Asians are so superstitious about ghosts, they’d go to see a place only for the spooky stories. And Kellie’s Castle in Ipoh ticks all boxes – it’s grandiose structure, the stories of romance and heartbreak, the mystery and of course the ghost stories.
In Malaya, Kellie’s Castle was known as Agnes’ Palace. The Taj Mahal like fairytale has its roots in William Kellie borrowing money from his wife, Agnes – the true owner of the castle – a sum of $300,00 Straits Dollars to buy 1,500 acres of Kellas Estate and surrendering half the holdings in her name.
The highly hierarchical British society and the East India Company that William Kellie dealt with on a daily basis, required dexterous manoeuvring to be a part of the bureaucrats’ inner circle for authorising deeds and deals. Kellie, an ambitious Scotsman, often fell out of favour with these bureaucrats for his ineffective management of projects.
William Kellie was determined to prove the bureaucrats wrong and decided on building a castle that would be grander than the British Residency in Taiping; that would have the first hydraulic lift to take his guests up for rooftop soirées, play tennis at the indoor court and a pool where he would have wanted his children to frolic. It was to be a social playground which Kellie hoped will get him the acceptance he so desperately desired.
The architecture of Kellie’s Castle was heavily influenced by the Indo Saracenic style, which was very much the prevalent style of architecture during WWI. Kellie was fascinated by the Hindu religion and the Indian architecture and combined Mughal arches with Gothic crosses.
With WW1 raging in Europe, the castle’s construction met with some bumps along the way. In 1918, the Spanish Influenza led to the deaths of many of his builders who he had brought from India, causing further delays.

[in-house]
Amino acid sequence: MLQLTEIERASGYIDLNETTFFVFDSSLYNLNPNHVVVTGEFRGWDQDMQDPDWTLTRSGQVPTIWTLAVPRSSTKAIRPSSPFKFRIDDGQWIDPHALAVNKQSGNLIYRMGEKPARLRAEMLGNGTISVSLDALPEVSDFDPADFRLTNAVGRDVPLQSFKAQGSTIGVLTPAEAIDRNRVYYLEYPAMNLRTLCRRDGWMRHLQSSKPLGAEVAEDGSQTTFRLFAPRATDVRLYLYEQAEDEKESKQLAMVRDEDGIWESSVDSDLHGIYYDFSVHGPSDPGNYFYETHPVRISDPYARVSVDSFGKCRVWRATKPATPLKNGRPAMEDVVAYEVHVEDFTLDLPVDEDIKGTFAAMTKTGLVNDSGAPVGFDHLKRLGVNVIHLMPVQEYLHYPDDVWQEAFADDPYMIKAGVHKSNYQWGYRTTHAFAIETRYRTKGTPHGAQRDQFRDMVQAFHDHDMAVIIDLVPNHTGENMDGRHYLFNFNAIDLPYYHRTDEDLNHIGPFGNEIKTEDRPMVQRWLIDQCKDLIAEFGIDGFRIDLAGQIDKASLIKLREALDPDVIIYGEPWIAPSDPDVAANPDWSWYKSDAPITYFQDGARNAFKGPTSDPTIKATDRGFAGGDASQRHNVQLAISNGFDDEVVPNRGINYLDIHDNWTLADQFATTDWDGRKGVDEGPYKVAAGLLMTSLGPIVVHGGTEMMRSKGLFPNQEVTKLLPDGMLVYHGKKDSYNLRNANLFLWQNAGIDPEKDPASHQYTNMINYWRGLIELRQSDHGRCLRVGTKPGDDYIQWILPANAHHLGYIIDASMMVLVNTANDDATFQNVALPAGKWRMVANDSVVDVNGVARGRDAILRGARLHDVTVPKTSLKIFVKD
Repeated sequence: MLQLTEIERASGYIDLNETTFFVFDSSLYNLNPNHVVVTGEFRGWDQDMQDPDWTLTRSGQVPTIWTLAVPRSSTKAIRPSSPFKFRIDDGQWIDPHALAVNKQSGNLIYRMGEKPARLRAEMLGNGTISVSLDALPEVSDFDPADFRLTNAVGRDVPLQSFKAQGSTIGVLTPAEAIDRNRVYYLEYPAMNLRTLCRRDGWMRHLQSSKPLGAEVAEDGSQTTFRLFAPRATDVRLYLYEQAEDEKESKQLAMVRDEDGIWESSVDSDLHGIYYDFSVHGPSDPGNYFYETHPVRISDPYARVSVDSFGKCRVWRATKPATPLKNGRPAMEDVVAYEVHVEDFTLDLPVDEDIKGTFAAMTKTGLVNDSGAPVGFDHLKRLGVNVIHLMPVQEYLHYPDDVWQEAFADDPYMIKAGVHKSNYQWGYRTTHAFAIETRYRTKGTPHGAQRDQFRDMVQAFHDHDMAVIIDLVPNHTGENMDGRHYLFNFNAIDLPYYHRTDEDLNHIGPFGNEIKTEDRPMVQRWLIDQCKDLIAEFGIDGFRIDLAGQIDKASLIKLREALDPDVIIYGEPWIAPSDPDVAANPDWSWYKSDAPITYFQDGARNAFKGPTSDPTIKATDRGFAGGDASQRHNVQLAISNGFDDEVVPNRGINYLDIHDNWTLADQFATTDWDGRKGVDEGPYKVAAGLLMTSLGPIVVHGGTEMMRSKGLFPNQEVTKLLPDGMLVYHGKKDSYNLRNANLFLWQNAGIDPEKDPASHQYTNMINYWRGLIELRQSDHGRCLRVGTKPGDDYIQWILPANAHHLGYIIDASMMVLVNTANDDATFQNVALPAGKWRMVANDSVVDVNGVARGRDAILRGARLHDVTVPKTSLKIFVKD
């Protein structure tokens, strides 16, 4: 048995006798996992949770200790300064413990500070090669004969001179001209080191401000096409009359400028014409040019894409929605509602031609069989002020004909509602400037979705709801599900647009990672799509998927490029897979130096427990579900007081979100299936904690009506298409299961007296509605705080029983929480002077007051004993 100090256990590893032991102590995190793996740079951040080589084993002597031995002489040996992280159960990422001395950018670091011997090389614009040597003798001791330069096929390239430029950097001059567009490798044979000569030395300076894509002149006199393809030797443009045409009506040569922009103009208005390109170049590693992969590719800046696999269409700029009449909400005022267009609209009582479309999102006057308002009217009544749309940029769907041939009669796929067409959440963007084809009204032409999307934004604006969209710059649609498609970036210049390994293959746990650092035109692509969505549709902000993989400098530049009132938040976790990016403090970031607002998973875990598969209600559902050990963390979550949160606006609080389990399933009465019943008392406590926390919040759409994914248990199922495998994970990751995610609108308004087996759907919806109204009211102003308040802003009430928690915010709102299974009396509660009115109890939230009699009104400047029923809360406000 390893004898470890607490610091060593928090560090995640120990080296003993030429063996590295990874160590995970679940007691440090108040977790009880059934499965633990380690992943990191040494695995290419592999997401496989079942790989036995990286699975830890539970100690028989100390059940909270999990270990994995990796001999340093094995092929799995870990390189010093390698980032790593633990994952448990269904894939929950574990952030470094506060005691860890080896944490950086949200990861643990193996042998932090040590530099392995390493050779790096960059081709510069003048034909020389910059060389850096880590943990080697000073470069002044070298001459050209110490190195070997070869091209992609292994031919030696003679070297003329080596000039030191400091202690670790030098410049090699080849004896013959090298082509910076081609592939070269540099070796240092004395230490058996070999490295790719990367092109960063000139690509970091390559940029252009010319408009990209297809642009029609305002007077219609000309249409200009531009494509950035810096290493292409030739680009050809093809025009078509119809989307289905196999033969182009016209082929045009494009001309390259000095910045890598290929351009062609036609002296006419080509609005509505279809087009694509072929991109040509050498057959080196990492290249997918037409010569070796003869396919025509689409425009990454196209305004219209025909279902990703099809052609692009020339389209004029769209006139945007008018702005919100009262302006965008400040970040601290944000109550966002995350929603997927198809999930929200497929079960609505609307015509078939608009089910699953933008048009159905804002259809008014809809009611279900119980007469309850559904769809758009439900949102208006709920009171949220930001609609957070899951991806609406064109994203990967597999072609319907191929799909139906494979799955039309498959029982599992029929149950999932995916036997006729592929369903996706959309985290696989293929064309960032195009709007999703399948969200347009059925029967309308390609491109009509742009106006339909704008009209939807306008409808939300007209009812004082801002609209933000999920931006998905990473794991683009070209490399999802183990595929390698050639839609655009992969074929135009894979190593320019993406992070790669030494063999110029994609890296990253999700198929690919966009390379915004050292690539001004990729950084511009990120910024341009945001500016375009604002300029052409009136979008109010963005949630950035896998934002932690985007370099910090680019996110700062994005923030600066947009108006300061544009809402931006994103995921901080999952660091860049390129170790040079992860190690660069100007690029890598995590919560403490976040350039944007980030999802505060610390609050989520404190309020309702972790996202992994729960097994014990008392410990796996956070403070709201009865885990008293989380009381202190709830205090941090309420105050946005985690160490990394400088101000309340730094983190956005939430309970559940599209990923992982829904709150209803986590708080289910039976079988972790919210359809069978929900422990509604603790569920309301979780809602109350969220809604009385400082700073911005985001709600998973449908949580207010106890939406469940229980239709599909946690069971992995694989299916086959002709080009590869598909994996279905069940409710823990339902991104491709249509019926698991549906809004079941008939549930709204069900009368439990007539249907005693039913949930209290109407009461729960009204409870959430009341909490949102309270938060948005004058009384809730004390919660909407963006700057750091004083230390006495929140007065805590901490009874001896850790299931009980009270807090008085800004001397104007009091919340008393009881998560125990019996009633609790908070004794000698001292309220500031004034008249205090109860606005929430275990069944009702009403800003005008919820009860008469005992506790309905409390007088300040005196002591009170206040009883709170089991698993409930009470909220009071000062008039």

In 1926, Kellie visited England to bring his daughter Helen, son Anthony and his wife Agnes back. He stopped by in Lisbon to finalise the terms of his plantation deal and also pick up the hydraulic lift. However in the hotel, he caught pneumonia and passed away at the age of 56.
Agnes and her children never returned to Malaya. She sold her estate and the castle to Harrisons & Crosfield, a Liverpool-based company trading in tea and coffee. Agnes herself came from a wealthy Liverpool cotton family and had many elite connections.
Harrisons & Crosfield had no intentions to complete the castle and it was left to rot away, consumed by the neighbouring jungle over the decades.
Agnes remained in England, living in luxury close to Harrods until her death. Anthony was killed in WWII. The tragic end to the story has fascinated the locals who have seen apparitions of Kellie in the corridors.
In 2003, when the neighbouring road was widened workers inadvertently unearthed a section of the tunnel. This tunnel may have connected to the nearby Hindu temple which Kellie’s workers had asked him to build following the devastating Spanish Flu.
Two other tunnels were discovered while the whereabouts of the 4th one remains obscure. Some eyewitnesses also recount seeing a black car in one of the tunnels in 1960s.
What a beautiful old building, and such interesting history! I love the mix of architecture types.
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Thank you for your comment Anna. I was fascinated by the architecture and the history too. I wish it could be converted into a B&B so the halls can fill up with laughter again. It is a beautiful estate.
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A B&B would be a fabulous idea I agree!